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Much of the debate about possible trials of Guantánamo prisoners in a federal court and much of the struggle in proceedings at Guantánamo has a dark subtext. The Obama Administration and supporters of the Bush Administration are intent on suppressing evidence that prisoners were tortured and avoiding accountability for those who tortured. To this end, the government pleads for secret evidence, attempts to ban the public from hearings, and disguises individuals involved in the interrogation process as “interrogator x.” All of these efforts reflect a trashing of centuries-old traditions requiring the public presentation of evidence and accountability for all, including those who give evidence. Today, a court in England has gone to great lengths to remind us of our shared legal heritage. The Guardian reports:
The court of appeal has ruled that the government cannot use secret
evidence in the case being brought against it by Binyam Mohamed
and five other former Guantánamo Bay detainees over torture
allegations. The court of appeal has dismissed an attempt by MI5 and MI6 to suppress evidence of their alleged complicity in the torture and secret transfer
of British residents to Guantánamo Bay. In a devastating judgment, it ruled that the unprecedented attempt by the security and intelligence agencies, backed by the attorney general and senior Whitehall officials, to suppress evidence in a civil trial
undermined deep-seated principles of common law and open justice. MI5 and MI6 said evidence in the case, in which the Guardian, the Times
and the BBC intervened, should be kept secret from everyone except the
judges and specially appointed and vetted counsel.
In their ruling, Lord Neuberger, master of the rolls, Lord Justice
Maurice Kay, and Lord Justice Sullivan said that accepting the case of
the security and intelligence agencies would amount to “undermining one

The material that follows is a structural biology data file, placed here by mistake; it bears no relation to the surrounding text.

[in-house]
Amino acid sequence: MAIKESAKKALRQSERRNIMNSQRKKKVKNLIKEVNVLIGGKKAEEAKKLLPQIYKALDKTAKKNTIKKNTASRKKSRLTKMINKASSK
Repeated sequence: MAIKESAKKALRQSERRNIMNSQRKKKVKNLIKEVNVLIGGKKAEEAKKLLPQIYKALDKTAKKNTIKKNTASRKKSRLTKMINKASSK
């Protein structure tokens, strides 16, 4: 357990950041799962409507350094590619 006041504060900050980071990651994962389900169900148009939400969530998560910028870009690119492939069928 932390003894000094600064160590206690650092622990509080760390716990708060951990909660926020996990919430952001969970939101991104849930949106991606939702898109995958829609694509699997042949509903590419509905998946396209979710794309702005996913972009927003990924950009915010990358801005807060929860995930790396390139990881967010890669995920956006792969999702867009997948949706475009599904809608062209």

of [the common law's] most fundamental principles”.
“A further fundamental common law principle is that trials should be
conducted in public, and the judgments should be given in public. In our view the principle that a litigant should be able to see and
hear all the evidence which is seen and heard by a court determining
his case is so fundamental, so embedded in the common law that, in the
absence of parliamentary authority, no judge should override it, at any
rate in relation to an ordinary civil claim …”
The full opinion can be examined here.
The decision was rendered on the basis of the common law, the legal tradition that was incorporated as a part of United States law in 1789 and also served as the basis for the law of the original American states. The principles noted by the Court of Appeal were all incorporated into the common law by the time of the American Revolution and thus all also belong to American law.
The Court of Appeal’s decision to resolve the matter on the basis of seventeenth-century precedent, and not current international law doctrines, has an obvious impetus, which is to remind the Americans of a shared bond. Unfortunately, even as the decision was being announced in London, the American government was doing its best to establish different rules for Guantánamo. At present, it looks like the torture secrets of the Bush-Cheney era will be exposed in the courts of England, while in America they will be kept secret.
More from Scott Horton:
Conversation — August 5, 2016, 12:08 pm
Sidney Blumenthal on the origins of the Republican Party, the fallout from Clinton’s emails, and his new biography of Abraham Lincoln
Conversation — March 30, 2016, 3:44 pm
Joseph Hickman discusses his new book, The Burn Pits, which tells the story of thousands of U.S. soldiers who, after returning from Iraq and Afghanistan, have developed rare cancers and respiratory diseases.
Number of U.S. major-league baseball players this year who are natives of the Dominican Republic:
A psychopharmacologist named David Nutt declared that there was no good reason why scientists couldn’t come up with a cocktail of drugs that mimics all the pleasurable effects of alcohol without any of the negative side effects.
Three bodies were tossed from a low-flying plane in the Sinaloa state of Mexico.
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"It is an interesting and somewhat macabre parlor game to play at a large gathering of one’s acquaintances: to speculate who in a showdown would go Nazi. By now, I think I know. I have gone through the experience many times—in Germany, in Austria, and in France. I have come to know the types: the born Nazis, the Nazis whom democracy itself has created, the certain-to-be fellow-travelers. And I also know those who never, under any conceivable circumstances, would become Nazis."